The Additional Buyer’s Stamp Duty (ABSD) has received its fair share of criticism for the pressure it has placed on developers and the market. Will an extension of the deadline for developers to build and sell all the units on a site be the solution to a growing inventory of unsold homes?
Developers asked for the timeline to be extended to 7 or 10 years
Under the current cooling measures, developers are required to complete and sell all units of their new development within a 5-year period after land acquisition. This helps developers qualify for a remission of the ABSD on the prices of the land they have acquired. Should they fail to sell all the units within the stipulated time period, they will be queried to pay the 25% ABSD with interest. Could these measures have created a housing supply glut as developers rush to put new units into the market and sell them as quickly as possible?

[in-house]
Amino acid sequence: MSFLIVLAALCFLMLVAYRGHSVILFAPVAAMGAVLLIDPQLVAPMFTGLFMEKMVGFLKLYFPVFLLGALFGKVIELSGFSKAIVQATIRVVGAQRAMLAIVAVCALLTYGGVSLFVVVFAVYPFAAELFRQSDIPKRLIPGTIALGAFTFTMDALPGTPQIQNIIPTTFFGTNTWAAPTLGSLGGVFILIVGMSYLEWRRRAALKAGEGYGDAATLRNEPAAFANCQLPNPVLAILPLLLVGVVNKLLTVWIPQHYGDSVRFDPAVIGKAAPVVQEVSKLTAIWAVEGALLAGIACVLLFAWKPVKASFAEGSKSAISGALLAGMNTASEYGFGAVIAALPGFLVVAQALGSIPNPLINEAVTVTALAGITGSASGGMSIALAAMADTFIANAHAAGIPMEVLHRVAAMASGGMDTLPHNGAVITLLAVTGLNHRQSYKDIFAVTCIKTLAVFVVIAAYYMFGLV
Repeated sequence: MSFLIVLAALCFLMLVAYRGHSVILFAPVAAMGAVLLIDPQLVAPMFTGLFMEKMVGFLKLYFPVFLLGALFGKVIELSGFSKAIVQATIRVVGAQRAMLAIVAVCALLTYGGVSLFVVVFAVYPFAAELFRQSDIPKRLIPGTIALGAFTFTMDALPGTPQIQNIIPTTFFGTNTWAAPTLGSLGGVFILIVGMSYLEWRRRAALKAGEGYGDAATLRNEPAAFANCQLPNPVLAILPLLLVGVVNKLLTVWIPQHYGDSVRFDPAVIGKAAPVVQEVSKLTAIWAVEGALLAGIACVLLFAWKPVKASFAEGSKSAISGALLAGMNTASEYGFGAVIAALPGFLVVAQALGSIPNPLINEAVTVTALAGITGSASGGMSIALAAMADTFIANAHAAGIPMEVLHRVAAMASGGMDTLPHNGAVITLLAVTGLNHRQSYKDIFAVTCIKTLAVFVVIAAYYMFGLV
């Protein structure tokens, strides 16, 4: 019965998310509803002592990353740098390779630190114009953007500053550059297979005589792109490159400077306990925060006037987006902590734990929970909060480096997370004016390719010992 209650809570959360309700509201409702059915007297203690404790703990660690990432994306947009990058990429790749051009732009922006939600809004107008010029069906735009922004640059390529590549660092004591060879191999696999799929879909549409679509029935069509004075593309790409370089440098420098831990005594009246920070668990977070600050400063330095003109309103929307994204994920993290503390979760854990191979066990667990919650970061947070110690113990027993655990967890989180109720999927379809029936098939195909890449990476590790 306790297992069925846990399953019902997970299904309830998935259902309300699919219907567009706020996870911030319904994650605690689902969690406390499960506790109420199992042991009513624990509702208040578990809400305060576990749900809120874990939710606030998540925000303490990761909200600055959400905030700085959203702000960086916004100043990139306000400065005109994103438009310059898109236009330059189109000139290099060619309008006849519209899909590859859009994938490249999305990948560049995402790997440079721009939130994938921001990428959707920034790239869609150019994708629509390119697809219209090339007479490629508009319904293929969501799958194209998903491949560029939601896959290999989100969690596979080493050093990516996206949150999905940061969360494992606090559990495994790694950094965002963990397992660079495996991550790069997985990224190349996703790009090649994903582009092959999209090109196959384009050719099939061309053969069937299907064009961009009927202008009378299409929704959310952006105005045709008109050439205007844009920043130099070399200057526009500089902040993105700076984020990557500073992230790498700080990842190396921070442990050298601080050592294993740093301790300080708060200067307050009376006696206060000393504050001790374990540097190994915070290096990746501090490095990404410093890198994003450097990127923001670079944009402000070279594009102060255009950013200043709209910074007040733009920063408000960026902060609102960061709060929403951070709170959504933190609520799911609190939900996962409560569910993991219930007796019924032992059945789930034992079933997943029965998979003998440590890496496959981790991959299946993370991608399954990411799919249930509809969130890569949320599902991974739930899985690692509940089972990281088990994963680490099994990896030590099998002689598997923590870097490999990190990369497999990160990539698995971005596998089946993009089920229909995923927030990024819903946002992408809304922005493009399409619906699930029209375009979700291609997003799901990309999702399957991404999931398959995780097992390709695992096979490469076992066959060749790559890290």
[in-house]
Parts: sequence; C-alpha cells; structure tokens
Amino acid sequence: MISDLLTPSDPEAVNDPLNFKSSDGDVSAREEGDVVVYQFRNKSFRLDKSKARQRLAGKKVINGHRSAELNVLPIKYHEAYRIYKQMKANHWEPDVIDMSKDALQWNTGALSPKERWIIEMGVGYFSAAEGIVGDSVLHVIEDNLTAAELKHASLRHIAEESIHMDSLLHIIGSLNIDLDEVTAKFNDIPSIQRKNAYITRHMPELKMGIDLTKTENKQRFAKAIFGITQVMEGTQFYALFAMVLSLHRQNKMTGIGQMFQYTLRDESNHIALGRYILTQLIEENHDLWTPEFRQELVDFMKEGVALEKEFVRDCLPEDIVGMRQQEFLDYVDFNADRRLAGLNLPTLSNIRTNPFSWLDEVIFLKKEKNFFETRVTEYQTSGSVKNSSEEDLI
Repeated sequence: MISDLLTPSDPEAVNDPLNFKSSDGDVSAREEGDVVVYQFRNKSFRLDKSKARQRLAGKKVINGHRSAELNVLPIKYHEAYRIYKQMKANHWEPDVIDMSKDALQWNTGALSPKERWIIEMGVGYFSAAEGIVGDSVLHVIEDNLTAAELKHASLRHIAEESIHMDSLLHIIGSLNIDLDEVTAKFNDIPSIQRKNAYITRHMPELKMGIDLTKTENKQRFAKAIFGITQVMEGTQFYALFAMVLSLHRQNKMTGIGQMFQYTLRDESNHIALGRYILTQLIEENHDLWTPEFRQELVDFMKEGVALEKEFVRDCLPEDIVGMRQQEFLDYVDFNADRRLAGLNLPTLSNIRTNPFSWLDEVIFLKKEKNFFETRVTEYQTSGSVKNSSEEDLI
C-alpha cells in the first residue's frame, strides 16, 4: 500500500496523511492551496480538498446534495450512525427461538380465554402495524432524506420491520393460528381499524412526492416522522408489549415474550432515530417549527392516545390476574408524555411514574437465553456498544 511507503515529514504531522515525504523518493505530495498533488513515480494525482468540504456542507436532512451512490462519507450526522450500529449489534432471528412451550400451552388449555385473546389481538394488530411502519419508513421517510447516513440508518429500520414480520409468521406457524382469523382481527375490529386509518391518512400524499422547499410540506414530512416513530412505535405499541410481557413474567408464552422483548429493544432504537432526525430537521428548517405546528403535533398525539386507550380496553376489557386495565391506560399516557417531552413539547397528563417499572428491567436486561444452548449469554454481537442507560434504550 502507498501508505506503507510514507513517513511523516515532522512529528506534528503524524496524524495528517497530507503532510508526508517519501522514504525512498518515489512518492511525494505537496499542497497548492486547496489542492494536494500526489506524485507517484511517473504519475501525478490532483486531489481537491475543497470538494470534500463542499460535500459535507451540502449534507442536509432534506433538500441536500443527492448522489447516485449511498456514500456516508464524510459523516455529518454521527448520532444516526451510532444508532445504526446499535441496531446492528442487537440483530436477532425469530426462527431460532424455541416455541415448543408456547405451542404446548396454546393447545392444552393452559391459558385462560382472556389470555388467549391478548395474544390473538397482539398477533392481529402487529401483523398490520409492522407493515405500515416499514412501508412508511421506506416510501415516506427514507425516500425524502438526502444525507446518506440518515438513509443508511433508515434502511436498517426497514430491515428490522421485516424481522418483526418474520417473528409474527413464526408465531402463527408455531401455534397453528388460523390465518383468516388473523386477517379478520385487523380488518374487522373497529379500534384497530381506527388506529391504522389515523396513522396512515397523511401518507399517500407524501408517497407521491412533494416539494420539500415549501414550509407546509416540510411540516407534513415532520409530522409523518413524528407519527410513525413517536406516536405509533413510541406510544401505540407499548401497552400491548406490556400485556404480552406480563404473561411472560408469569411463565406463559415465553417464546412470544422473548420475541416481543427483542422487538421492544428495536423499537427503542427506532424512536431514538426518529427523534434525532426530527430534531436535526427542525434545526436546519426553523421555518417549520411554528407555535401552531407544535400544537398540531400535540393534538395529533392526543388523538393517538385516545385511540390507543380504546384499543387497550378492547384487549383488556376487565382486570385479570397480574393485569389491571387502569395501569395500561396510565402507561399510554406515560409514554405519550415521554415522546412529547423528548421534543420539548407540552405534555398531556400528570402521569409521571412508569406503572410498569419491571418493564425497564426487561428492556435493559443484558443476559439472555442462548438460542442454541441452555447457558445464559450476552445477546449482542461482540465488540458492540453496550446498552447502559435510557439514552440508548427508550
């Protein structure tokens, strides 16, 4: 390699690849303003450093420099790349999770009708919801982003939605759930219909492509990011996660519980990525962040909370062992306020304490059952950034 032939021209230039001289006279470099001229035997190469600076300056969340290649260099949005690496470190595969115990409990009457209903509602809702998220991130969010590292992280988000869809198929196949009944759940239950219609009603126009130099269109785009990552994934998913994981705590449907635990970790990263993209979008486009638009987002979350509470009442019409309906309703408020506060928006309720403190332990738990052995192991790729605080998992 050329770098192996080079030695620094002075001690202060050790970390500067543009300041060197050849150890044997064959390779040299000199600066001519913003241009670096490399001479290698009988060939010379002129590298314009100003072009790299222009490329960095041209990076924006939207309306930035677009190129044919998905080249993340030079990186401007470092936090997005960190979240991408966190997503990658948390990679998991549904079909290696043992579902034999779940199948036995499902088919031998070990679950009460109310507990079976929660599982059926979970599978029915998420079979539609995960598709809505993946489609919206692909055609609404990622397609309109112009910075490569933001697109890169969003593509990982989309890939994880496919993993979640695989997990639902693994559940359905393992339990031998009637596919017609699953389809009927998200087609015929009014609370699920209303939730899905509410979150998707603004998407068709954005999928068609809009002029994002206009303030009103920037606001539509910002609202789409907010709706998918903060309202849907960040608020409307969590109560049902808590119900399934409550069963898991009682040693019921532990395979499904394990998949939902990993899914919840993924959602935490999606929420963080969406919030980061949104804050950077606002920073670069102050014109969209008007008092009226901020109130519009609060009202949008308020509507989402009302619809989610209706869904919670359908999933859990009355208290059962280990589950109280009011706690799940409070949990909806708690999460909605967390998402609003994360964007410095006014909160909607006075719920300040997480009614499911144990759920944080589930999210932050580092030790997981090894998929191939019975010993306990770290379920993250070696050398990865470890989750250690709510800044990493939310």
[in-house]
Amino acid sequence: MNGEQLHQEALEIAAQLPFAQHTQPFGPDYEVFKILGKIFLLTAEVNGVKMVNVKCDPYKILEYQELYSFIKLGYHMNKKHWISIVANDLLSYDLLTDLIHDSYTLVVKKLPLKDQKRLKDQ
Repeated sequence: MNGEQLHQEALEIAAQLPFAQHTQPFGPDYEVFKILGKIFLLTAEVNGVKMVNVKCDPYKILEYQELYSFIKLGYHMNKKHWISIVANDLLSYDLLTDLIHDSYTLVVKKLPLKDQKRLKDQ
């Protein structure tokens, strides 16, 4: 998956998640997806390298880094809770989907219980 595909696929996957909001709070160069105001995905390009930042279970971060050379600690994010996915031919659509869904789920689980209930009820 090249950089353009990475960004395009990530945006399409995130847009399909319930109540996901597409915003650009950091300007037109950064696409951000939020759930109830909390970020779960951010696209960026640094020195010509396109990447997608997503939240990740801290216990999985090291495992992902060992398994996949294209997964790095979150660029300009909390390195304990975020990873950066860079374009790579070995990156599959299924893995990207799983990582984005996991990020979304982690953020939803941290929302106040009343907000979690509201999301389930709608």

From mid-2016 to mid-2018 was the height of land sales and collective or en bloc sales. Developers actively sought and acquired considerable plots of land when the market was recovering, sometimes for high prices. This has resulted in a large supply of new housing units currently in the market and also in the pipeline. As of Sept 30, there are 32,000 unsold private residential units.
Buyers’ demand on the decline and extension may only be stopgap
Recently, City Developments Limited (CDL) has made an appeal for the timeline to be extended to 7 or 10 years. In light of the shaky economic outlook, limited growth and impending housing supply glut, this extension of the ABSD may help reduce pressure on developers to build and sell all the units, in particular in some larger or pricier developments in prime locations, within the current 5-year period.
Some analysts are however concerned that even with the extension of the ABSD deadline, the root of the problem may be the decline in buyer demand. As most of the unsold inventory are larger units, the main issue could be affordability. In the current market, about 90% of the new units sold are priced below $1 million. While developers are still able to hold on to their prices and have yet to be seen giving discounts, the current inventory may take 2 to 3 years to clear as more units are added in the years ahead.